He's a good student, an observant Muslim, doesn't drink. When he and his American friends go to bars, he sits there with his Diet Cokes. And after being here for school all these years, he's not so sure he wants to go home to Pakistan when he graduates. But he's the eldest son. He's expected to go home and care for his parents as they get older.

Muhammad Kamran

It's not that I don't want to take care of them. It's just that I want to do both. And I'm trying to figure out, what am I going to do?

Ira Glass

So in the fall, when he went home for the first time in four years, he knew his family was going to do everything possible to convince him to move back to Pakistan after college-- introduce him to marriageable women, show him how modern Karachi has become. He took a tape recorder with him on the trip. His radio diary begins right before he's about to head home.

Muhammad Kamran

The most prominent emotion that I have right now is like, oh, my God, it's been so, so long. I wonder how everything is, and how everyone is. My cousins and my brother-- my brother was 16 when I left and his voice was just breaking then. And now he's a man. He's taller than me. I'm just so excited to go there and see everything.

I'm also scared. People say it's changed a lot. It's become modern and all that. A lot of multinationals have been investing. Restaurants have opened up and there are a lot of clubs and all that kind of stuff. So I'm just scared to see what's there for me now.

When my parents sent me to college and stuff, it was understood that, once you finish college, you will come back. There are no two ways about it. And at the time, I was like, yeah, definitely. But now that I've been here, and I see so many opportunities, I want to stay here and explore what else is here. Because it's the US. The world comes here to study and work. I took so hard to get here. Why am I going back? But then-- why am I going back? Because my family, my parents.

I just reached Karachi. Getting off the baggage claim and getting all my stuff now. The flight was great. I sat next to this guy, a Pakistani businessman who was just coming back from Germany. He was telling me that him and his cousin were debating going to college in the US, but at the last minute his dad stopped him and he did not go. But he has no regrets. He likes being in Pakistan, because of the religion and the culture and whatnot.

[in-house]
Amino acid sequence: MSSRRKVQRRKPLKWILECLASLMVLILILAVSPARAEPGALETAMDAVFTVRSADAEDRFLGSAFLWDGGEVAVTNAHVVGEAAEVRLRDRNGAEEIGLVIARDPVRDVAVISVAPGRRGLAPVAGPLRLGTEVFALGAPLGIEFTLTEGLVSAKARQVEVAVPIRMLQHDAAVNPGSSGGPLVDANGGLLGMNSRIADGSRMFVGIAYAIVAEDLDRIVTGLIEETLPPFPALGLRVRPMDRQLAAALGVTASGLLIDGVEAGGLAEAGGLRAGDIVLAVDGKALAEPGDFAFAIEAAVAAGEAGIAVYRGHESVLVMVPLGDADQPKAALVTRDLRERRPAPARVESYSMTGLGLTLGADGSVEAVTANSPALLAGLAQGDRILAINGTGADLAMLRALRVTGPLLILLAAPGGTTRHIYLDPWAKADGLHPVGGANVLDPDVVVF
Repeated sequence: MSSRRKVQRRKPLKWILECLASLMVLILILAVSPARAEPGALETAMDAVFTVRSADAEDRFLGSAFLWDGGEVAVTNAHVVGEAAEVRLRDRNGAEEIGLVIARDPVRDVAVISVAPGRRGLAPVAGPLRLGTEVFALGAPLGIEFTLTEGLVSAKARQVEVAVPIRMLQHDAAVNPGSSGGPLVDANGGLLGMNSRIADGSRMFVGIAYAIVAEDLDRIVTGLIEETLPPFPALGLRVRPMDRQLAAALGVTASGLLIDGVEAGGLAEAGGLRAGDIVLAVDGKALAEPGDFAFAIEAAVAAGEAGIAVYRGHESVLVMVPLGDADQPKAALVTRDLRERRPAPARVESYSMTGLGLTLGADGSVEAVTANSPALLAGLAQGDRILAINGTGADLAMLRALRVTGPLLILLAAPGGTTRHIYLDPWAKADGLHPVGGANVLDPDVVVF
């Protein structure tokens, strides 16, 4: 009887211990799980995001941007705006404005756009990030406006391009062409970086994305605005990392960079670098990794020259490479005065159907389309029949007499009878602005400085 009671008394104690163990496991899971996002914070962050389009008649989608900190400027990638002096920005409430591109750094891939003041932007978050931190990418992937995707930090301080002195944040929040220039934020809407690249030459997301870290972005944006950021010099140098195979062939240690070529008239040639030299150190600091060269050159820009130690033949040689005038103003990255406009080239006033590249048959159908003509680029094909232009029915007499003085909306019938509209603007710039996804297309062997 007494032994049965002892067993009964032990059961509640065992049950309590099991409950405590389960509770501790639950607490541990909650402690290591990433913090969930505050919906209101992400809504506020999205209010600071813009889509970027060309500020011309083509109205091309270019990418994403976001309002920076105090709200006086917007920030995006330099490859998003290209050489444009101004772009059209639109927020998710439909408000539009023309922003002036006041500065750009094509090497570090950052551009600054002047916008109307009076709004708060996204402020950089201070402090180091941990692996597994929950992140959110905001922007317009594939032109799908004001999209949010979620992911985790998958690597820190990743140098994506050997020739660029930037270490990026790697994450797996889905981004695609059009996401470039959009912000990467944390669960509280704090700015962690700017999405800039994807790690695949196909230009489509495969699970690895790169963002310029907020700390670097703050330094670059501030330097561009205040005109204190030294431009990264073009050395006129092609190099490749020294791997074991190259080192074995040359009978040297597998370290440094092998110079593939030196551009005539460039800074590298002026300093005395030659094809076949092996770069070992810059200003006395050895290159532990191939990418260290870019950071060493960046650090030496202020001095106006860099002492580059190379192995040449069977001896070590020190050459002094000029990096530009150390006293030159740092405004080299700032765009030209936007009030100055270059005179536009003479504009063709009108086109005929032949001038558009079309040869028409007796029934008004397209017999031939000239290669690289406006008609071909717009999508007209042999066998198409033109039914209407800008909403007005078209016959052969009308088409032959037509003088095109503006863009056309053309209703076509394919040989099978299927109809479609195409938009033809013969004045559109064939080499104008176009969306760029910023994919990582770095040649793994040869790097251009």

So I'm in a rickshaw right now. I just bargained to get from Center City Karachi to my house for $1. For one dollar. You've got people honking. There's no concept of courtesy or braking.

I must admit, I used to drive the same way before. But there's no concept of lanes. In a place where the US would have two lanes, we have about one, two, three, four-- six lanes made out of two lanes' equivalent in the US. Oh, [BLEEP], there are cows crossing in the middle of the road. This is no system of driving or anything. That's about it.

The first three or four days, I was sick. My stomach was running. I was hot. I felt like an American. My God, I was complaining, I was bitching about it. I was like, what the hell is this? Who wants to live here? It was hot. I made it a point to have a yogurt drink every morning just to cool my body down.

I was very cut back the fourth day, but the fifth day, I was like, OK, this is where I grew up, so I shouldn't complain. This is where I come from. How can I start thinking that I'm a foreigner, even though I felt like one.

So I told my dad. He definitely wants me to stay in Pakistan or Dubai and work here. So you think I should stay in Pakistan, Abu?

Father

Well, after 9/11, you should consider staying back here.

Muhammad Kamran

Why after 9/11?

Father

It's all in the press, you see. They're saying that there's discrimination against Muslims.

Muhammad Kamran

I talked to my dad about this. And he kept switching reasons. He kept saying that, why I should come back to Pakistan, because of-- the first reason he gave was discrimination against Muslims and Arabs. And then he said that I should move home because everything's going to be set up for me. I don't have to worry about a house or a car or food and all that.

Father

You don't have to start fresh here. We can provide you everything. And then you just have to work.

Muhammad Kamran

And then he said that there would be all these opportunities for me, because all these companies are investing in Pakistan.

Father

Companies like Halliburton.

Muhammad Kamran

But you know who owns Halliburton.

Father

Well, that Dick Cheney.

Muhammad Kamran

Oh, so you know he owns it.

Father

Even Bill Gates came and sent a message to our president.

Muhammad Kamran

I will do some research on this and see if Microsoft is opening something in Pakistan. Not that it's funny, but the way he put it was so silly. He's just being a dad.

So I'm on my way to pick up my friend Binti, who has been my friend for a long, long time. She now works for a multinational in Karachi.

Binti

So, Kamran, how's Hani? Is she your girlfriend?

Muhammad Kamran

No, actually, she's one of my school friends.

Binti

Girls and boys can never be friends. So cut the crap. Is she your girlfriend? Would you want her to be your girlfriend?

Muhammad Kamran

Uh, no. Why do you ask?

Binti

[SPEAKING ARABIC]

Muhammad Kamran

[UNINTELLIGIBLE PHRASE] for the American citizens.